The Villain bet $9, making the new pot $28.50. When the Villain risked $9 to win $28.50, they would show a profit if we folded more than 31.5% of the time. No matter what their cards were! Without knowing the Villain’s range, our Peter Parkers have a great responsibility to not fold more often than that. We’ll call with any pair or better. We’re also going to call with our flush draws and open ended straight draws. That narrows us down to 105 hands; only folding 31.4% of our range.
To keep things simple, let’s assume we won’t raise the Villain now or on the turn with any of our hands. If we had a raising range we’d have to remove those hands from our calling range, but I want to maximize the number of hands we can shove all-in with on the river. You’ll see at the end that the more Peter Parkers there are shoving all-in with monster hands, the more Peter Parkers there can be shoving all-in with bluffs.
The Villain bet $15, making the new pot $52.50. If we folded more than 28.5% of the time here the Villain would show a profit with any two cards. We’ll only fold our weakest pairs, 25% of our range, and are left with 78 hands.
Raising at least some of our hands would be better, but our spidey sense is tingling. Maybe the Villain will bet again on the river and we’ll be able to win more chips? Let’s keep all of the good hands in our calling range by never raising.
The Villain checked. My spidey sense misfired, so we’ll have to rely on my other powers. In this situation we heroically shoved all-in with our last $66.50 after the Villain showed weakness. Not every Peter Parker did that, of course. Many just checked and let the best hand win. But which ones made that heroic shove with every last chip? And how many of those Peter Parkers were lying their ass off with a stone cold bluff?
If the Villain called our bet, the final pot would be $200.50. To pay $66.50 for a chance to win $200.50, the Villain has to win the hand at least 33% of the time to break even. To make the absolute most money over time, and not even care what the Villain decides to do, we should ensure our all-in range contains exactly 66% value hands and 33% bluffs.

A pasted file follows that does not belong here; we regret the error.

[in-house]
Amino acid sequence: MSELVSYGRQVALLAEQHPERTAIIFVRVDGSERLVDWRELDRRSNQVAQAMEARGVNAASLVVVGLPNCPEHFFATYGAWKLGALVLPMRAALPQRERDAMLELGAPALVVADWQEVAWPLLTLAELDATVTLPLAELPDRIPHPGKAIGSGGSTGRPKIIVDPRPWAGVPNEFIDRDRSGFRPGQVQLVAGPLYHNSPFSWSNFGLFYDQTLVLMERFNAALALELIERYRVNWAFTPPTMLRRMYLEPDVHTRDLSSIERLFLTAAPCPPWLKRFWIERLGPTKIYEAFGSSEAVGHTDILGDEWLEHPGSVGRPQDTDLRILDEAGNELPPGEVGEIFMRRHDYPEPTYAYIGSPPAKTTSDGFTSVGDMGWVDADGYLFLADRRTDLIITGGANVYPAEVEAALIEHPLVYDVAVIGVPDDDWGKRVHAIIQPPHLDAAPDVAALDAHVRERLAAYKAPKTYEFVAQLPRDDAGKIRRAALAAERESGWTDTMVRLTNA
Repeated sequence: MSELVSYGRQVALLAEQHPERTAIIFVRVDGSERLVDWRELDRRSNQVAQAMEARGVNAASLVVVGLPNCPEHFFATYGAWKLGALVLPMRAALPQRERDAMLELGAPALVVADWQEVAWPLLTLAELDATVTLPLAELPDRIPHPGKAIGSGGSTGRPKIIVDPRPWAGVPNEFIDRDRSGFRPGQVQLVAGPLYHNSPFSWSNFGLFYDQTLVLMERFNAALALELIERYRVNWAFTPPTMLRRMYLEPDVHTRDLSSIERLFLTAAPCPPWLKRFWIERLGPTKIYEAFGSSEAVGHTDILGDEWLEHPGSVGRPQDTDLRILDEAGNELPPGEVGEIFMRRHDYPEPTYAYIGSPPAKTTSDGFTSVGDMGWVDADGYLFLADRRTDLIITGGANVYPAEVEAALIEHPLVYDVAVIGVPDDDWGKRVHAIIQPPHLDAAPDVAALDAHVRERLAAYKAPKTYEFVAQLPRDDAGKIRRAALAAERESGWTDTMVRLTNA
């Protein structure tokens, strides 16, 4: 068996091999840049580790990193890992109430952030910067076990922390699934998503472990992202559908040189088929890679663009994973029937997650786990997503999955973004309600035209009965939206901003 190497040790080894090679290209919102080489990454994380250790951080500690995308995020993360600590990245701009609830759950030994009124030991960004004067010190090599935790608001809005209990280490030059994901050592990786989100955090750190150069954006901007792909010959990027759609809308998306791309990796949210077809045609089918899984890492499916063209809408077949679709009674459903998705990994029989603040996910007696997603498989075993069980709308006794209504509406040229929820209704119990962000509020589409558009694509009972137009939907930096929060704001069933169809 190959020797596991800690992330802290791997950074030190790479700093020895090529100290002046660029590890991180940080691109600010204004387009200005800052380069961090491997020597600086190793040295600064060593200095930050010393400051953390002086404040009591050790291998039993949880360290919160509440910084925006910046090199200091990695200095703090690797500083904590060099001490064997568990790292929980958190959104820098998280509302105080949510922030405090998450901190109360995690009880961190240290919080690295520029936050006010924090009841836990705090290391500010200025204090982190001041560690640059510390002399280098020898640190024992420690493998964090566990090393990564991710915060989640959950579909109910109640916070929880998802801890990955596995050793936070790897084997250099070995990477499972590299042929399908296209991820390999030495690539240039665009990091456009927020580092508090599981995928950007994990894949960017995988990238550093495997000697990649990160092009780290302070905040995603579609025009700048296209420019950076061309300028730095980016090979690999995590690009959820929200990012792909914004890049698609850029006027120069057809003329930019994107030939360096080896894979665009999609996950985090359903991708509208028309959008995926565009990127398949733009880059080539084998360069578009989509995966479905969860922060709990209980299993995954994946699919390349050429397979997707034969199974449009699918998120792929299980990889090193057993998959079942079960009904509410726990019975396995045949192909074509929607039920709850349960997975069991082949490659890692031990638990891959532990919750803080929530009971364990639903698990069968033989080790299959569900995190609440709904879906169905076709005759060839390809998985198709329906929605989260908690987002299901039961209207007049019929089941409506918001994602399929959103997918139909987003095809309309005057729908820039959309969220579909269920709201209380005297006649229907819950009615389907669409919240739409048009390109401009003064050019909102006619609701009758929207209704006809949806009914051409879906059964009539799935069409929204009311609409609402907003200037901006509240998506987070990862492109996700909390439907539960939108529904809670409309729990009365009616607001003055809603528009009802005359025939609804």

To accurately construct our value range, we would need to start from the beginning to work out the Villain’s range so we can compare it to ours. In the interest of keeping things simple, let’s cheat and assume we know the Villain so well that we’re sure they’re going to almost always show up with a pair in this spot. If that’s true, we can shove for value with a straight, three of a kind, two pair, and top pair with top kicker. That comes to 30 hands for value.
To get the perfect ratio we need to now include 15 hands from our range as bluffs. If we have a decent pair we‘ll just check instead of bluff because there’s a small chance we can win at showdown. For bluffing, we want to choose our weakest hands that are unlikely to win if we check. Our fifteen Peter Parkers that made it this far with those terrible hands will now try to make the most of it by bravely shoving every chip into the middle and hope it’s enough to scare the Villain away.
Because our bluffing frequency perfectly matches the odds we’re offering the Villain, nothing they do from that point on can mathematically improve their results against us. When we shove a perfect ratio of value to bluffs, we are indifferent to whether the Villain always folds or always calls. The entire Spiderverse wins no matter what happens next.
Of course if the Villain does fold, and you happen to be holding one of those fifteen bluffing hands, be sure to show it to the table so everyone can see you’re just a wild maniac willing to bluff off everything you’ve got with any two cards!